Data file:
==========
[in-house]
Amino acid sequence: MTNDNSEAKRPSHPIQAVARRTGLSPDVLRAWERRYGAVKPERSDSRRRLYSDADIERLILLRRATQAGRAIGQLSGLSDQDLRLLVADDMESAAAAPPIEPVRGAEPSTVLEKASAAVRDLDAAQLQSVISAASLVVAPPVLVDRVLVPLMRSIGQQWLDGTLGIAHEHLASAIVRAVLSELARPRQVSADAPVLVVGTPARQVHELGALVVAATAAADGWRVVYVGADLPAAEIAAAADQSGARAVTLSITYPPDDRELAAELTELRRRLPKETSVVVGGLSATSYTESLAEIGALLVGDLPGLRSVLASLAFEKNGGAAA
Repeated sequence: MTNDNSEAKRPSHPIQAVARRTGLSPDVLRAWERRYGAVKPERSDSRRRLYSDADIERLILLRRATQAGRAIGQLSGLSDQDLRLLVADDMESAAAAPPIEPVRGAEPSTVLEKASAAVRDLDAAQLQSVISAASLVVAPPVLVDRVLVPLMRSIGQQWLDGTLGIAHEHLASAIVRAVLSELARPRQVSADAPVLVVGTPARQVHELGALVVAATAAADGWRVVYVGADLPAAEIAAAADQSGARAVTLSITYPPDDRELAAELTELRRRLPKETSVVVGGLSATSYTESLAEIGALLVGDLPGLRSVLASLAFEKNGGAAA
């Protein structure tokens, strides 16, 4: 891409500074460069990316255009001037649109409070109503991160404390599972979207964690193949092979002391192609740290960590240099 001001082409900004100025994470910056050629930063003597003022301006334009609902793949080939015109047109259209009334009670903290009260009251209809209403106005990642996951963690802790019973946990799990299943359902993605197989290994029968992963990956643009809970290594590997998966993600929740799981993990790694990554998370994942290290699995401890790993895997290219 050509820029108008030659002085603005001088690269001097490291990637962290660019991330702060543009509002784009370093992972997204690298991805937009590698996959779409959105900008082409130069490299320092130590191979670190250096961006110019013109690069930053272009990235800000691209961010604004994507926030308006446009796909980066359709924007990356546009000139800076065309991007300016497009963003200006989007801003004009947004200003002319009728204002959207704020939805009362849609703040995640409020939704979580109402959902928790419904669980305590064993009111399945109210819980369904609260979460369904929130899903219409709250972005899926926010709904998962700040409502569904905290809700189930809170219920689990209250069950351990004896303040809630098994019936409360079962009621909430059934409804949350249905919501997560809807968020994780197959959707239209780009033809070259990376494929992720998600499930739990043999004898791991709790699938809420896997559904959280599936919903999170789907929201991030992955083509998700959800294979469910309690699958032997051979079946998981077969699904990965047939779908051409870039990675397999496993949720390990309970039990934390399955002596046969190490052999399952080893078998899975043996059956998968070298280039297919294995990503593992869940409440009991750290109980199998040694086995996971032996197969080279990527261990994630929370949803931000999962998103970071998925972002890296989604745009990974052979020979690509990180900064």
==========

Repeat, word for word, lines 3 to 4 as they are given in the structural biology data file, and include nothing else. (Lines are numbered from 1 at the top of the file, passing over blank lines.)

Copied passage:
Repeated sequence: MTNDNSEAKRPSHPIQAVARRTGLSPDVLRAWERRYGAVKPERSDSRRRLYSDADIERLILLRRATQAGRAIGQLSGLSDQDLRLLVADDMESAAAAPPIEPVRGAEPSTVLEKASAAVRDLDAAQLQSVISAASLVVAPPVLVDRVLVPLMRSIGQQWLDGTLGIAHEHLASAIVRAVLSELARPRQVSADAPVLVVGTPARQVHELGALVVAATAAADGWRVVYVGADLPAAEIAAAADQSGARAVTLSITYPPDDRELAAELTELRRRLPKETSVVVGGLSATSYTESLAEIGALLVGDLPGLRSVLASLAFEKNGGAAA
């Protein structure tokens, strides 16, 4: 891409500074460069990316255009001037649109409070109503991160404390599972979207964690193949092979002391192609740290960590240099 001001082409900004100025994470910056050629930063003597003022301006334009609902793949080939015109047109259209009334009670903290009260009251209809209403106005990642996951963690802790019973946990799990299943359902993605197989290994029968992963990956643009809970290594590997998966993600929740799981993990790694990554998370994942290290699995401890790993895997290219 050509820029108008030659002085603005001088690269001097490291990637962290660019991330702060543009509002784009370093992972997204690298991805937009590698996959779409959105900008082409130069490299320092130590191979670190250096961006110019013109690069930053272009990235800000691209961010604004994507926030308006446009796909980066359709924007990356546009000139800076065309991007300016497009963003200006989007801003004009947004200003002319009728204002959207704020939805009362849609703040995640409020939704979580109402959902928790419904669980305590064993009111399945109210819980369904609260979460369904929130899903219409709250972005899926926010709904998962700040409502569904905290809700189930809170219920689990209250069950351990004896303040809630098994019936409360079962009621909430059934409804949350249905919501997560809807968020994780197959959707239209780009033809070259990376494929992720998600499930739990043999004898791991709790699938809420896997559904959280599936919903999170789907929201991030992955083509998700959800294979469910309690699958032997051979079946998981077969699904990965047939779908051409870039990675397999496993949720390990309970039990934390399955002596046969190490052999399952080893078998899975043996059956998968070298280039297919294995990503593992869940409440009991750290109980199998040694086995996971032996197969080279990527261990994630929370949803931000999962998103970071998925972002890296989604745009990974052979020979690509990180900064």